The Best Exercises for Heart Failure

Medically Reviewed by Brunilda Nazario, MD on December 18, 2020
5 min read

Your heart is your body’s most important muscle. Like all of the others, it needs exercise. That’s true even when you have heart failure.

In most cases, light to moderate exercise isn’t going to make your condition worse. In fact, it’s not only safe, it’s the best medicine, says Suzanne Steinbaum, DO, an American Heart Association Go Red for Women volunteer medical expert and cardiologist in New York City.

It slows your heart rate, opens your arteries, and improves the way your heart works, she says. This means less shortness of breath and less time spent in the hospital -- and possibly a longer life.

Exercise can help you do the activities you love, Steinbaum adds.

The key is to do it smartly to keep your ticker as strong as it can be. Ask your doctor which activities are safe for you and how much you should do, says Brittany Ferri, MS, OTR/L, an occupational therapist in Rochester, NY.

Isaac Gonzalez, 38, knows the power of exercise, along with eating well and sticking to medications. The California man lives with heart failure because of a problem he was born with. Gonzalez stretches and does pull-ups every morning before heading to work.

Stretching gets his blood moving and keeps him flexible for his job working with high-voltage electrical cables, so he protects himself from injury.

A good goal for most people is at least 30 minutes a day of activity on most days of the week, Steinbaum says.

Three types of exercise work together to make your heart and body stronger.

Flexibility. These workouts can improve balance, loosen your joints, and help with range of motion. Exercises like yoga use meditation, breathing exercises, and slow movements. This adds flexibility, improves breathing, and lessens stress.

The ancient Chinese practice of tai chi is often called meditation in motion. It uses slow dance-like movements that can lower blood pressure, ease stress, and give you more energy. One study of people with heart failure found that it improved their quality of life.

Cardio (cardiovascular). Regular cardio exercise strengthens the heart muscle and gets your blood moving to improve circulation. Here’s how to get started:

  • Put one foot in front of the other. Go for a walk to help your heart. If you’re new to exercise or if your doctor says to go slow, do it for just 10 minutes or so, and keep it light. A good rule of thumb: You should be able to carry on a conversation comfortably while you walk. Add a few minutes at a time as you get used to exercise. You don’t have to bite off a half-hour of nonstop movement. You may be able to handle short blocks of activity several times a day easier than one long exercise session.
  • Do something you enjoy. Bike, dance, swim, garden, or bowl -- they’re all heart-healthy, according to Steinbaum. If you choose something you love, you’re more likely to stick with it, and it becomes a habit and part of your routine. That’s a key to success, Ferri says.

Strength. This kind of exercise uses repeated muscle movement until the specific one you’re working gets tired. Strength training tones your muscles and builds stronger bones, too. You may even lose weight, because built-up muscles burn more calories. Resistance bands and light weights can help with strength training. But people with heart failure need to be extra careful with this kind of exercise. Ask your doctor for guidance. They may tell you not to lift anything over a certain weight.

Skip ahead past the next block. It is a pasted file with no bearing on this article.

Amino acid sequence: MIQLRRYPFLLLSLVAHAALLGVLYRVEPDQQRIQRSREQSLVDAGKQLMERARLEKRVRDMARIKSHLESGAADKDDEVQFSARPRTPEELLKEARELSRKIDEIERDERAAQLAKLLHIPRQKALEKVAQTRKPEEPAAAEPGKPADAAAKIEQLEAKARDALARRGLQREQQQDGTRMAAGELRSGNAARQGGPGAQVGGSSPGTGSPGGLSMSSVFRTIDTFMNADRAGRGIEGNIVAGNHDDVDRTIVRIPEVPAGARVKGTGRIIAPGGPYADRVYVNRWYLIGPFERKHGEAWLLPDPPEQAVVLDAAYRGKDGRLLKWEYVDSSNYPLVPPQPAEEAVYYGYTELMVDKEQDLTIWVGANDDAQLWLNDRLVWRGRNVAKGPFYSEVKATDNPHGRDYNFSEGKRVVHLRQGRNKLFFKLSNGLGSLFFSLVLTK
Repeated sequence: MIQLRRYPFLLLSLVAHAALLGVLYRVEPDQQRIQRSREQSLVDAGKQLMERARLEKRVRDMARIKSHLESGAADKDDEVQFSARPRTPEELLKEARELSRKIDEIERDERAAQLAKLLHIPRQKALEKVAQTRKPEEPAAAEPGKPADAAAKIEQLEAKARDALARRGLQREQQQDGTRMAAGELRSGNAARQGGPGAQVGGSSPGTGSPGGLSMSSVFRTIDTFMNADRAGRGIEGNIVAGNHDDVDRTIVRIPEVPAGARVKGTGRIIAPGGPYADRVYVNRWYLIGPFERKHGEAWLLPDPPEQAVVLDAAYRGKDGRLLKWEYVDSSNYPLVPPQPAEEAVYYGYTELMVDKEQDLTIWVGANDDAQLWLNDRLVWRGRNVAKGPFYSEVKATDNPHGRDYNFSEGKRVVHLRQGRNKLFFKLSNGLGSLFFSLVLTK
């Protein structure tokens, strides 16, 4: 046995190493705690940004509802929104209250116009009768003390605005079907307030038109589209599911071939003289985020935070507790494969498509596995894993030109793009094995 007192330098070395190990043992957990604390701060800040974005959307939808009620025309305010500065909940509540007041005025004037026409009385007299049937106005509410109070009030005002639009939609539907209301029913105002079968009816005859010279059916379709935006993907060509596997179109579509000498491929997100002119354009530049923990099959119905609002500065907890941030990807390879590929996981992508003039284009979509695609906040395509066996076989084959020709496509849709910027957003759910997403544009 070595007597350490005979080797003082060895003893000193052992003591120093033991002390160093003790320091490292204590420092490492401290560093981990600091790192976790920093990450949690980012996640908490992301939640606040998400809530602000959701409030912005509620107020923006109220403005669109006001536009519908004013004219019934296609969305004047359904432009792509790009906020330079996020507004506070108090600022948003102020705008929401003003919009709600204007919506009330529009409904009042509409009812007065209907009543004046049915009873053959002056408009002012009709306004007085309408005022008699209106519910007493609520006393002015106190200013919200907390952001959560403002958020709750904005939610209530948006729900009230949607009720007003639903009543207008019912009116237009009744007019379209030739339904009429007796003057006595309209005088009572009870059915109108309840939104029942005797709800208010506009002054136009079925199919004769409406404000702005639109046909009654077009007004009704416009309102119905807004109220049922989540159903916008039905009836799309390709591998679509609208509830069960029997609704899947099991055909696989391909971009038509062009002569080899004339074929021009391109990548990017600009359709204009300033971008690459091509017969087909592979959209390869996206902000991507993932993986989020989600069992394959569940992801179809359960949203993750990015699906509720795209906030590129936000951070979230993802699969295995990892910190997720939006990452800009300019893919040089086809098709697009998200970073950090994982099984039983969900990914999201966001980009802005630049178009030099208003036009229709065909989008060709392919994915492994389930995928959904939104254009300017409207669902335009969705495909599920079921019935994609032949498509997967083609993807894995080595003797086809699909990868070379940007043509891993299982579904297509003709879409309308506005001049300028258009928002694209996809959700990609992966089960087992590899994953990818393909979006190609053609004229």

Don’t skip 5-minute warm-ups and cool-downs before and after the active period of exercise. “Warm-up could be simple stretches of the arms, legs, and back, or some basic tai chi or yoga poses,” Ferri says. This can prevent sore muscles and lessens stress on your heart.

Afterward, cool down by doing stretches similar to those you did to warm up. This helps your heart and breathing rate return to normal. Don’t sit down too fast without a cool-down. Your heart rate may go up, or you could get dizzy or have other unsafe symptoms.

You might enjoy group fitness classes because they can help you to stick to a routine. But they don’t allow much wiggle room, since they’re usually “one size fits all.” They may not meet your individual needs for rest or water breaks, Ferri adds.

Ideally, people with heart failure should start exercise in a safe hospital program before they start a home-based program on their own, Steinbaum says. People who have just been diagnosed and are in early stages of the condition can usually handle more exercise than someone with severe heart failure. But this isn’t always the case, Ferri says. So it’s important that you’re watched every step of the way. This includes checking vital signs such as heart rate, blood oxygen levels, blood pressure, and how many breaths you take each minute (respiratory rate).

It’s important to tell your doctor about symptoms like severe tiredness, dizziness, or shortness of breath. If an activity is painful, don’t do it. Of course, if you have chest pain, stop and call your doctor or 911.

Slight symptoms are normal and shouldn’t keep you from exercising. They should go away once you build strength and energy.

Gonzalez understands that it can be tough to get off the sofa or bed when you have low energy or other symptoms of heart failure. His advice: First, eat heart-healthy foods to give yourself the energy to move, and then start exercise slowly. “Take it in little bites. Don’t try to eat the whole cake at once.” Move your arms and legs while sitting down, if that’s all you can do. Eventually, stretch or take short walks outside.

“The most important thing is to love yourself. Your body is your temple, and if you take care of it, your body will start healing itself.”